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Politics in the Park draws more than 100 visitors

October 3, 2012
By MEL TOADVINE (mtoadvine@breezenewspapers.com) , Lehigh Acres Citizen

Vice President Joe Biden's visit to South Fort Myers Saturday may have contributed to the small attendance at Lehigh Acres' Politics in the Park because many local residents may have gone to see Biden. Other factors could have been the hot weather, other activities in the area and that many voters have already made up their minds as to whom they will for on Nov. 6.

But the lack of turnout didn't take away from the more than 40 candidates - local, county, state and federal - who spent five minutes explaining why they should be elected and with one-on-one talks with voters.

Free hotdogs and cold water were handed out to anyone who attended and the Ruth Anglickis Community Room was filled with tables covered with campaign literature and aides in some cases with cookies and candy.

Article Photos

MEL TOADVINE
Bob Chilmonik, a candidate for the Lee County School Board, speaks to the crowd Saturday.

Four years ago, the Politics in the Park was also held on a Saturday and more than 200 attended and stood in the hot sun to hear what the candidates had to say. This year, a little more than 100 people turned out and came and went.

The political rally was sponsored by the Community Council of Lehigh Acres. Tammi Baker, the coordinator of the event, was likely the hardest worker and promoter of the candidates forum.

She planned for candidates to speak for five minutes or less and had someone with a timer near the speaker and signaled it was time to quit. If the speaker didn't stop within a few seconds he or she was thanked and the talk ended.

Baker had spent time working on an agenda including the names of each of the candidates and the time it would take for them to speak. Penciled on her copy were times from when the first candidate spoke at 11:10 a.m. to the last speaker who was scheduled after 2 p.m. With the remainder of the time up to 3 when it concluded, few people were left but those that did stay talked to candidates who had not left.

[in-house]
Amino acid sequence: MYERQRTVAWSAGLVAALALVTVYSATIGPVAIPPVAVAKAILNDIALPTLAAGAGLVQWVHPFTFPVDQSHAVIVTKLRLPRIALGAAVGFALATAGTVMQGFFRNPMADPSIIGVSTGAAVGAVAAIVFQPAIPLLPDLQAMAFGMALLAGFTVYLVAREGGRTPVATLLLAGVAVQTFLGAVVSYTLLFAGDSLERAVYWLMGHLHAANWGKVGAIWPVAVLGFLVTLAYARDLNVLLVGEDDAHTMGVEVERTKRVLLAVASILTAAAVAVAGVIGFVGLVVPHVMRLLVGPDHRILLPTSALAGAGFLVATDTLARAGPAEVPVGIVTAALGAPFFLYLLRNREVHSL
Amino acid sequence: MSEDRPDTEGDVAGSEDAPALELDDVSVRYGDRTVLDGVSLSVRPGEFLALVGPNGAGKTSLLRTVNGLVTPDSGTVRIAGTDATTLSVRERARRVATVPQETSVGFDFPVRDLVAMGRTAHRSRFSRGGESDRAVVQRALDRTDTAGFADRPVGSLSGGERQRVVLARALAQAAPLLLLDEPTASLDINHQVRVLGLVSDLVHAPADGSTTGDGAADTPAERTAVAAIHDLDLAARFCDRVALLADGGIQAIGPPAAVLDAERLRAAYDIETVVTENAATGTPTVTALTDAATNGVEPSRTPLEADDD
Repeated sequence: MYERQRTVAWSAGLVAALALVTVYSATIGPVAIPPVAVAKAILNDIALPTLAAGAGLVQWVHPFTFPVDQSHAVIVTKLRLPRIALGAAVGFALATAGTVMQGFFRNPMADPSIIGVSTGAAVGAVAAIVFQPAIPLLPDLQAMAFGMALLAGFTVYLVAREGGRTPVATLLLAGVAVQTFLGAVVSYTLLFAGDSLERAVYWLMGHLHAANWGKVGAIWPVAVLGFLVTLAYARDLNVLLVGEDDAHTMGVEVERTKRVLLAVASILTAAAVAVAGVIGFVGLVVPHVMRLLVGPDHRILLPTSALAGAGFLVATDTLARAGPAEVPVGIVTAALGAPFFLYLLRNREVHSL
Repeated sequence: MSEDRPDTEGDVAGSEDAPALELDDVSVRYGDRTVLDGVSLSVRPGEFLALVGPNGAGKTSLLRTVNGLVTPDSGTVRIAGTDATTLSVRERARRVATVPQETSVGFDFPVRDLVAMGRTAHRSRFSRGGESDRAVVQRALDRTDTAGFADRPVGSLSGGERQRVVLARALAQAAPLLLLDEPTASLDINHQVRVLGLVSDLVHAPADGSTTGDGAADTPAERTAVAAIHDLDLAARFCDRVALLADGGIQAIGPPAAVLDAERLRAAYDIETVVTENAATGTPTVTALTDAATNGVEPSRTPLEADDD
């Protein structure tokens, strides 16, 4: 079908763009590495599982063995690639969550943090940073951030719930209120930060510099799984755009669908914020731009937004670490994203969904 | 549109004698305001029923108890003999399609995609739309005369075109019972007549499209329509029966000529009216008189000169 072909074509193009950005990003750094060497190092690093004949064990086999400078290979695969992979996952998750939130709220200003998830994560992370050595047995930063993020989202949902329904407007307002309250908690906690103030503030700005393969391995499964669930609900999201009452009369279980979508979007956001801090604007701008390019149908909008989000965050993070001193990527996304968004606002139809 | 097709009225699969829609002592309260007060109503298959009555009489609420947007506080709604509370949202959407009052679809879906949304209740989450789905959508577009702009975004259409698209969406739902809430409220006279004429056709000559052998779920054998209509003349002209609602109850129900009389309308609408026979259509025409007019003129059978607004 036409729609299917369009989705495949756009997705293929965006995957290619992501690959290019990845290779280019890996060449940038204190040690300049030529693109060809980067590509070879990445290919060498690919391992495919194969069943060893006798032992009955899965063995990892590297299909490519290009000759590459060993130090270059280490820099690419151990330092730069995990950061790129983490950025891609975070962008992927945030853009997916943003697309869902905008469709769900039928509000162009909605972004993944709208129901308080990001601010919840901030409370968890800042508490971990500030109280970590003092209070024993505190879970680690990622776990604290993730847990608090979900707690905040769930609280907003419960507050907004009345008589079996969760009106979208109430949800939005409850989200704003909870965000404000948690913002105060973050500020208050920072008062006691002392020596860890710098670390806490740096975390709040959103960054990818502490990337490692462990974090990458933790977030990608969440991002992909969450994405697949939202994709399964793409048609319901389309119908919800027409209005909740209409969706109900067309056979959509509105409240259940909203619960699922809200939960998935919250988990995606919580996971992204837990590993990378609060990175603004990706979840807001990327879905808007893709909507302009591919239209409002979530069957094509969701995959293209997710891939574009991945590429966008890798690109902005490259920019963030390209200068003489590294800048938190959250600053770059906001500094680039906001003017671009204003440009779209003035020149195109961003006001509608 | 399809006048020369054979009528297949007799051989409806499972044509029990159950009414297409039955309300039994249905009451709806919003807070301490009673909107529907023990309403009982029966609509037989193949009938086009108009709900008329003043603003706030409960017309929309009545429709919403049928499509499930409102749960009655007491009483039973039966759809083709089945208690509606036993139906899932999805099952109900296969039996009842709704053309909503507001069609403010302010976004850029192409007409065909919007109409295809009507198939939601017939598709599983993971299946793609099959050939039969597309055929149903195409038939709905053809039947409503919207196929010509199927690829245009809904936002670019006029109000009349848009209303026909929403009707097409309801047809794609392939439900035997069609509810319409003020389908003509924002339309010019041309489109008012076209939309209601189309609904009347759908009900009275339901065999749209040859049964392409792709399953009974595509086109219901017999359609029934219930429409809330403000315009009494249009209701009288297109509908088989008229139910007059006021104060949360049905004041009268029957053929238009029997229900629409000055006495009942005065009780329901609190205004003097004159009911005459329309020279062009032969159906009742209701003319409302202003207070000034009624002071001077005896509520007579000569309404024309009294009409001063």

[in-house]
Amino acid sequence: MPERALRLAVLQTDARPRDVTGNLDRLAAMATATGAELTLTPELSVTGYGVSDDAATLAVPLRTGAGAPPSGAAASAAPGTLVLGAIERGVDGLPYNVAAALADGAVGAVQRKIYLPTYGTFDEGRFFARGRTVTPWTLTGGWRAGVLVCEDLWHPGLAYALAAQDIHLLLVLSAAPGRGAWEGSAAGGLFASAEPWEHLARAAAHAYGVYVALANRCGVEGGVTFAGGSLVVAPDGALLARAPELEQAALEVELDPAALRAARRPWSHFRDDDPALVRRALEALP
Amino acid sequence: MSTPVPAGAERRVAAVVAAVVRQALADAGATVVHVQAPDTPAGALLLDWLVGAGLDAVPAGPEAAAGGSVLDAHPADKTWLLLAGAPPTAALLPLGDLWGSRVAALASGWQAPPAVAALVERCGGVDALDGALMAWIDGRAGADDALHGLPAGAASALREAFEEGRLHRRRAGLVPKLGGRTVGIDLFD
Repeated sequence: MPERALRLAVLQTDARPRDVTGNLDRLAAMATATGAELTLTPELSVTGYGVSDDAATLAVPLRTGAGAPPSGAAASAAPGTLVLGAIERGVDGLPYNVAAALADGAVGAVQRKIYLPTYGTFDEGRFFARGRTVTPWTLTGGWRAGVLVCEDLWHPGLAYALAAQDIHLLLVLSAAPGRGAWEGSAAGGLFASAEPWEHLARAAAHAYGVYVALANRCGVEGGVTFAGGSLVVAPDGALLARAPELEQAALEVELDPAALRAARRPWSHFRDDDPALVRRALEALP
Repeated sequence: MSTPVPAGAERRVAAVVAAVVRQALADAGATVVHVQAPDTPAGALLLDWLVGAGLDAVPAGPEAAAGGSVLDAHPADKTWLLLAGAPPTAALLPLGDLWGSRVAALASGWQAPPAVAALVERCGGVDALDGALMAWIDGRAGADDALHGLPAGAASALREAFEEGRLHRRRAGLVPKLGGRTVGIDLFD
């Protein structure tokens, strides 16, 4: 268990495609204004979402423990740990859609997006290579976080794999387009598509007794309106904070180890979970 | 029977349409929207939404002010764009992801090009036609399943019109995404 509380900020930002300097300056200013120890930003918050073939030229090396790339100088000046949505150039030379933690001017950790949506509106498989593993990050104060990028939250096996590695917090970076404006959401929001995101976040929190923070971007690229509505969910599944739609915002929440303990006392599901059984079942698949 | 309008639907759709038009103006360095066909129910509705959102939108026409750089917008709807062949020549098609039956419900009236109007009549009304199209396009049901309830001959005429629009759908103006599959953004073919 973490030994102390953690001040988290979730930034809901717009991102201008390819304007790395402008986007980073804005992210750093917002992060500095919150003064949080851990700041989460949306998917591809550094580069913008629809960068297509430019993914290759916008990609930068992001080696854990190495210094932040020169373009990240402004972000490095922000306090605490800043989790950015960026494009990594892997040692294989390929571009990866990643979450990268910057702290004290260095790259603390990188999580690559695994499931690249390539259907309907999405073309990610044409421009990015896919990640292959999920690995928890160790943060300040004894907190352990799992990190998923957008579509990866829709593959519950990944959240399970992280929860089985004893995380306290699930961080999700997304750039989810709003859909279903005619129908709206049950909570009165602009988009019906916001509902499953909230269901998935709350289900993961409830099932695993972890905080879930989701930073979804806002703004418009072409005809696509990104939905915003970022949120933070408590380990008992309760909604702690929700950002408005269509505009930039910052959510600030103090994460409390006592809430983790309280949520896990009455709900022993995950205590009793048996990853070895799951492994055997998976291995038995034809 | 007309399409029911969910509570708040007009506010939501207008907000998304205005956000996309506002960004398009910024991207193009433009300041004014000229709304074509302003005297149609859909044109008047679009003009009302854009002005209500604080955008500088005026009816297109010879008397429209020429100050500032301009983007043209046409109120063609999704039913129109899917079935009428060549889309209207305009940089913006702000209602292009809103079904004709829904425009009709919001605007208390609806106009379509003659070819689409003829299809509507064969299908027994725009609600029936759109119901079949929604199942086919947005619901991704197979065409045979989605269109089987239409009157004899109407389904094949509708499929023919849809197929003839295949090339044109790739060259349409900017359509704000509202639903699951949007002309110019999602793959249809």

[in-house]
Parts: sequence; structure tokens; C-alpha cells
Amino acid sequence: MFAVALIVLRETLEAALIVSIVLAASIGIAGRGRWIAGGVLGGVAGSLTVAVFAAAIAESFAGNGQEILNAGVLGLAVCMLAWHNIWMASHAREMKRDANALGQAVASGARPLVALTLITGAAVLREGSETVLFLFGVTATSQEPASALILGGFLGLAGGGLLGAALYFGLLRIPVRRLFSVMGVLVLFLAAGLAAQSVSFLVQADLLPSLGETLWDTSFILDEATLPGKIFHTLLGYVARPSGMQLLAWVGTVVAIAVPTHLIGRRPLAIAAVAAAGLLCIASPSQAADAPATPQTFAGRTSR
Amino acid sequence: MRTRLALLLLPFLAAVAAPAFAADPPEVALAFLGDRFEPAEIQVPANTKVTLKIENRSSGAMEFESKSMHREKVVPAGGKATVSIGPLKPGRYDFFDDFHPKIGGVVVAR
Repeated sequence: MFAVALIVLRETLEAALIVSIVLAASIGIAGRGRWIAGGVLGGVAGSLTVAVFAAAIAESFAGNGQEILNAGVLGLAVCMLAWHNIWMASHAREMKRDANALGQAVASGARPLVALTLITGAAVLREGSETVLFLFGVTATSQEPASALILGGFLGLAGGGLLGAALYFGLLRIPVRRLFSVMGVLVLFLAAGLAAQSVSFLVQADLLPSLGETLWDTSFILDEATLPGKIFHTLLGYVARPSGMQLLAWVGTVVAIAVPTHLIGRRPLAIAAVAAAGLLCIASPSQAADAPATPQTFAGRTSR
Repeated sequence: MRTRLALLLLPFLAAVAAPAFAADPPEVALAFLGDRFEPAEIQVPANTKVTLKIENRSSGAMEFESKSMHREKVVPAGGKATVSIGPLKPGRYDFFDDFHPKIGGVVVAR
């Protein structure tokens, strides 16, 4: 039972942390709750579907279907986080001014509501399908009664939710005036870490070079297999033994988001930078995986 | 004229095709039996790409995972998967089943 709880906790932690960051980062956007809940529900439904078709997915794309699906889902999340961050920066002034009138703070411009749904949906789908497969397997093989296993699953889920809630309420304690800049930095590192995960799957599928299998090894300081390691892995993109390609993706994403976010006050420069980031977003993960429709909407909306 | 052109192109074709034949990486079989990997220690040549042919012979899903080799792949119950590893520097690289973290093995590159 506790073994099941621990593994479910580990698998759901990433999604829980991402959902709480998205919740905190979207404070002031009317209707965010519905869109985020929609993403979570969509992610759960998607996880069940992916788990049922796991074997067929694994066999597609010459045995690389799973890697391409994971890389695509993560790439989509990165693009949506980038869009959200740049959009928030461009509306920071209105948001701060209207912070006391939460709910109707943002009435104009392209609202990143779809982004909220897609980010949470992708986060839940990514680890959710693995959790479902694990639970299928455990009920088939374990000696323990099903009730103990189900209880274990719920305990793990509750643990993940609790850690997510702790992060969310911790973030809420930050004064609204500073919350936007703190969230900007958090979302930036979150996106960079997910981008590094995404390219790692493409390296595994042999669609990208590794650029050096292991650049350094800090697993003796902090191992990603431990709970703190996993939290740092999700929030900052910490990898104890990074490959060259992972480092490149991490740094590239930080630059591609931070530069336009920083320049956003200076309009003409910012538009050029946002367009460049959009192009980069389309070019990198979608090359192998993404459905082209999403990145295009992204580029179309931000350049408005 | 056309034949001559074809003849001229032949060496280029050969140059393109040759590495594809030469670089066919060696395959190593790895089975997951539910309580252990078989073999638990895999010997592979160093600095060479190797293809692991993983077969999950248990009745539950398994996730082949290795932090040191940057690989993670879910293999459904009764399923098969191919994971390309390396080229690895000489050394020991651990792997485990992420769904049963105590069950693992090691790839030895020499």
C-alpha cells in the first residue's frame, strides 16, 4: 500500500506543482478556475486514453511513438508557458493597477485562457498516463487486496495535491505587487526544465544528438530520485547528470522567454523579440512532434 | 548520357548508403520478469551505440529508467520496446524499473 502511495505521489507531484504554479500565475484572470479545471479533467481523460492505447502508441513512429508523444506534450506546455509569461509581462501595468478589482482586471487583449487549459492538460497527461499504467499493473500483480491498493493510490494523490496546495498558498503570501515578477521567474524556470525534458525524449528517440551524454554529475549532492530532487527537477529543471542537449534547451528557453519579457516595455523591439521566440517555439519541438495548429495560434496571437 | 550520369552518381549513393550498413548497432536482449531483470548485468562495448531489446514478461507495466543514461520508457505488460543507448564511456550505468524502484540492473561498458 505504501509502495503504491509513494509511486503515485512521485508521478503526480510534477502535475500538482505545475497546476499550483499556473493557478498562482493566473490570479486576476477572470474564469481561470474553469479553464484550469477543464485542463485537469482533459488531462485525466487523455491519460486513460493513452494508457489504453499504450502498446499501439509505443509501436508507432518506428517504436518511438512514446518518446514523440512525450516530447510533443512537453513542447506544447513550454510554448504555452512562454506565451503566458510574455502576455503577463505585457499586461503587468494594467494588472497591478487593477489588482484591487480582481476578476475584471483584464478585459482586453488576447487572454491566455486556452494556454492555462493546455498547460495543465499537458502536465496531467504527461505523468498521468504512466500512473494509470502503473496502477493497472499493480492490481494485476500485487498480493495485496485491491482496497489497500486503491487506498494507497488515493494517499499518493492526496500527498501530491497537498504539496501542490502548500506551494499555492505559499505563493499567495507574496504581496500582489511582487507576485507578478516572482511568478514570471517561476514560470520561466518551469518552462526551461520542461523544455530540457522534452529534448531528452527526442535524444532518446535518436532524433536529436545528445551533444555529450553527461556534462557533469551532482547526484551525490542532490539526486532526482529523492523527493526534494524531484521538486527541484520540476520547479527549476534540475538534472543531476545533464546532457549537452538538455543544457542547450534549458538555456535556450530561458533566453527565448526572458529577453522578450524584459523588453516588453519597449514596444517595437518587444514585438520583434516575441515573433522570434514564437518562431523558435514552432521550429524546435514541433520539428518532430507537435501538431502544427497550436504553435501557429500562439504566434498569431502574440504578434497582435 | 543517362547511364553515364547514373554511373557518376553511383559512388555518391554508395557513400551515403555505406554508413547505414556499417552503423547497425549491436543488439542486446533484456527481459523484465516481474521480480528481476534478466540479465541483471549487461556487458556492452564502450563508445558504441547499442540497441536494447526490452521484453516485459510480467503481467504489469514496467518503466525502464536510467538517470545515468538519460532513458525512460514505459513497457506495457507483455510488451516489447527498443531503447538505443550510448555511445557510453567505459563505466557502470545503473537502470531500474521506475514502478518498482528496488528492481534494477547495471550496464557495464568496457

The program began at 11 a.m. with the Pledge of Allegiance, an invocation by Gary Warchol and opening remarked by Jim Kreger, chairman of the Community Council of Lehigh Acres. Marshall T. Bowers, president and CEO of the Foundation for Lee County Public Schools introduced the candidates while he was assisted by timekeeper Beverly Burke, the program director.

Candidates spoke behind a podium that was marked "soap box" across its front.

Most local candidates were on hand; however, a few did not come to the forum as planned. Candidates for the two local boards in Lehigh - the East Water Control District and the Lehigh Acres Fire and Rescue Board - were the first to speak and included names of candidates in ascending order of how the races are listed on the Supervisor of Elections website. All candidates followed in alphabetical order.

Local candidates for different seats of the Lehigh Acres Fire Control and Rescue District included Jacqueline Danis, Ralph Hemingway, David Adams, Larry Becker, Ron Chrome, William Liedtke, Robert Hewitt and Cathy Kruse. Those seeking seats on the East County Water Control District only included Edd Weiner, and Joseph L. Whalen.

Candidates from the Lee County Mosquito Control District and the Lee Memorial Health System Board of Directors were present followed by school board candidates, Lee County Commission seat contenders, the tax collector's office, county sheriff and state representatives and congressional candidates. Sheriff Mike Scott was unable to attend because of a scheduling conflict.

Damian Shellor, a member of the Kiwanis Club and of the Community Council, said he thought the crowd was sparse perhaps because of the visit to Fort Myers by Vice President Joe Biden, who attracted more than 2,000 visitors.

Jacqueline Hill, a community activist who is a member of the Lehigh Acres Community Planning Corp., said she thought paid advertising in the local media may have drawn more people. However, handmade placards were placed in Lehigh and stories appeared in the local media about the upcoming event.

 
 

 

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